My Life-Long Quest for my World War II Airman Father

The title "Carrying Fire" is taken from Cormac McCarthy's No Country for Old Men, in which Sheriff Ed Tom Bell talks about his own father. “I had two dreams about him after he died. I don’t remember the first one all that well. But the second one it was like we was both back in older times and I was on horseback goin through the mountains of a night. Goin through this pass in the mountains. It was cold and there was snow on the ground and he rode past me and kept on goin. Never said nothing. He just rode on past and he had this blanket wrapped around him and he had his head down and when he rode past I seen that he was carryin fire in a horn the way people used to do and I could see the horn from the light inside of it. About the color of the moon. And in the dream I knew that he was goin on ahead and that he was fixin to make a fire somewhere out there in all that dark and all that cold and I knew that whenever I got there he would be there.”

Sunday, March 1, 2015

Don Christensen's Fourth Mission





On March 1, 1945, ten days after their Belgian adventure  where Don had brought a severely crippled B-17 down safely , the Christensen crew flew their fourth mission. It was also the first day for the Don to fly B-17 44-6573, N7-K. This plane had been assigned to the 398th as a replacement aircraft on November 6, 1944, and had seen a lot of action. On January 10, it had been abandoned on the continent due to damage and mechanical failure, then repaired and only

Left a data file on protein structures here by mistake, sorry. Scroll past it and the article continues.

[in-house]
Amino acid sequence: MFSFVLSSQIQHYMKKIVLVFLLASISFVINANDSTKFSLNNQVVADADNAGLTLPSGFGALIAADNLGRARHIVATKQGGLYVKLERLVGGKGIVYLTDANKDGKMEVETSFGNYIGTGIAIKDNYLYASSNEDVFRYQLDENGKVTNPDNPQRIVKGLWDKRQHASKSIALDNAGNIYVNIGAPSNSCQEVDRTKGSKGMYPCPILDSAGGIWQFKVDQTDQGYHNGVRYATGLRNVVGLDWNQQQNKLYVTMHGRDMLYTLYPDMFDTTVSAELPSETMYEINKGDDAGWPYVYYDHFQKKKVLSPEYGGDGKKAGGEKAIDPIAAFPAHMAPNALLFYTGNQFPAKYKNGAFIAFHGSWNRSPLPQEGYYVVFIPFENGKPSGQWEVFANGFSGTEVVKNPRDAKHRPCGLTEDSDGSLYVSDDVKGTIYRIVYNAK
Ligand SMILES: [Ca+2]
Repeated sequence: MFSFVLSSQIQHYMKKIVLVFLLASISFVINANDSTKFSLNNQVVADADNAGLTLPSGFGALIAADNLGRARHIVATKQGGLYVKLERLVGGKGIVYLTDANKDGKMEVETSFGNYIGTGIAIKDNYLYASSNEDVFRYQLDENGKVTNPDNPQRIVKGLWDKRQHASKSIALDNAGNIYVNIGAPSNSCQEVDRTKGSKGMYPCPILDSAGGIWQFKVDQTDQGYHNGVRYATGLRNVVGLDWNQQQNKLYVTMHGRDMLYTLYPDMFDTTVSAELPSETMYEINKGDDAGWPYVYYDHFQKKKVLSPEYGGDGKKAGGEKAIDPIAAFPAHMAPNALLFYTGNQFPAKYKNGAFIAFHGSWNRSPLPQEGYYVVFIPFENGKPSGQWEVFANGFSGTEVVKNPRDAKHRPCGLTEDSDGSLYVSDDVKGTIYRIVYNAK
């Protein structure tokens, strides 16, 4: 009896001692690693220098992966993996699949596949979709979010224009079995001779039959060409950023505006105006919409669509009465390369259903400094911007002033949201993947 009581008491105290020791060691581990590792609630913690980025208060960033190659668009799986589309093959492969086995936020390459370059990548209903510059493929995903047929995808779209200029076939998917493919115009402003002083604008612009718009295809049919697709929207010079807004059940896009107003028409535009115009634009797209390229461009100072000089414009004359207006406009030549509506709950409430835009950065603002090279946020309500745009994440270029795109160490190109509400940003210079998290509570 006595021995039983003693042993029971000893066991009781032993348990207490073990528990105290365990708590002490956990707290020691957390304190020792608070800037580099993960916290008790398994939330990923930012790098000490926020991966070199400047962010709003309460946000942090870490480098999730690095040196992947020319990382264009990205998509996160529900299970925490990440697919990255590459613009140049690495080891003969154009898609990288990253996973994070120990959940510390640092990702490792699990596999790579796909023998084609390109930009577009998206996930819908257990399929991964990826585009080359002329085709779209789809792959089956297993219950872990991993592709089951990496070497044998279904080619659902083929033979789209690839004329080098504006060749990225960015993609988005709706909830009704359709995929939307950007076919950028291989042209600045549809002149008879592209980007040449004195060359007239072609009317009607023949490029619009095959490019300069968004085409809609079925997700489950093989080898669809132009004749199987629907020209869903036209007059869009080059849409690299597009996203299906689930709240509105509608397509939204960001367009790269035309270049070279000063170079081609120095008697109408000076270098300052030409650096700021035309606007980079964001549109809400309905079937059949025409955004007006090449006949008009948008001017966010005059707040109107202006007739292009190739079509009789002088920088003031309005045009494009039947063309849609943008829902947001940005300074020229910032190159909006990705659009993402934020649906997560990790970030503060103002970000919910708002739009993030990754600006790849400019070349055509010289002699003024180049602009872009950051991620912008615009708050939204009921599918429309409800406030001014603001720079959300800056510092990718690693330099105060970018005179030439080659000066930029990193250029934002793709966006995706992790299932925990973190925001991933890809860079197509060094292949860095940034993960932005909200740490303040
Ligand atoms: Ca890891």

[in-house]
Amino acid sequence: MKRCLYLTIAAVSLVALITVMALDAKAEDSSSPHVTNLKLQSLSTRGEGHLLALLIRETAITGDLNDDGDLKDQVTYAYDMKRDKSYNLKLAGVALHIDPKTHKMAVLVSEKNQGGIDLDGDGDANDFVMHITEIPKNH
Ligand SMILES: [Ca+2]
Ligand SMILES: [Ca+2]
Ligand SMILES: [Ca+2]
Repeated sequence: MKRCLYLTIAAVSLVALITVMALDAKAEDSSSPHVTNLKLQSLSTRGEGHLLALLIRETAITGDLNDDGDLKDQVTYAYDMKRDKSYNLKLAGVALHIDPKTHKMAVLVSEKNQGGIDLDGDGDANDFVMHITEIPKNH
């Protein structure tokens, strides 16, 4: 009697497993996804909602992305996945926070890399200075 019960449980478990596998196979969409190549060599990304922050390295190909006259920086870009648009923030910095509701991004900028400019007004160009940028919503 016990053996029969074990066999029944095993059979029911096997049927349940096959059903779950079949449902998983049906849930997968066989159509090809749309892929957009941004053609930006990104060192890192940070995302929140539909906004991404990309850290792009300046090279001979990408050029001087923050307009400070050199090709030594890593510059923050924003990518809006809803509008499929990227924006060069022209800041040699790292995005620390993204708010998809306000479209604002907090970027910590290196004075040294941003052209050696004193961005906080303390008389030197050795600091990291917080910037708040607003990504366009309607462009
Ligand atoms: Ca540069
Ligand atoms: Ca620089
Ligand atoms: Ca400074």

recently reassigned to the 398th on February 17. Still they were ready to fly again and get some more missions under their belt.

In early 1945, Allied ground forces were still recovering from the German Ardennes assault known as the Battle of the Bulge, and were not immediately ready to continue their march to the Rhine. Eighth Air Force and RAF planners therefore decided their best course in further weakening Germany was to bomb enemy positions along the Eastern Front in support of the Russian ground offensive since it seemed to have the best chance of ending the war by spring. Selected bombing targets included Berlin, Leipzig, Chemnitz, Dresden, and Bohlen, all major rail centers close to the Eastern Front. Attacks on all of these cities,were made with the full understanding that they were filled with refugees from the east and that the bombings would cause great dislocation, clogged roads and railways, and high human casualties as well.

8th Air Force Commander General Jimmie Doolittle protested. He felt that bombing a population into submission had little chance of success and that it violated “the basic American principle of precision bombing of targets of strictly military significance for which our tactics were designed and our crews trained and indoctrinated.” [Donald L. Miller, Masters Of The Air, p. 419] He was overruled by General Ira Eaker and the attacks proceeded.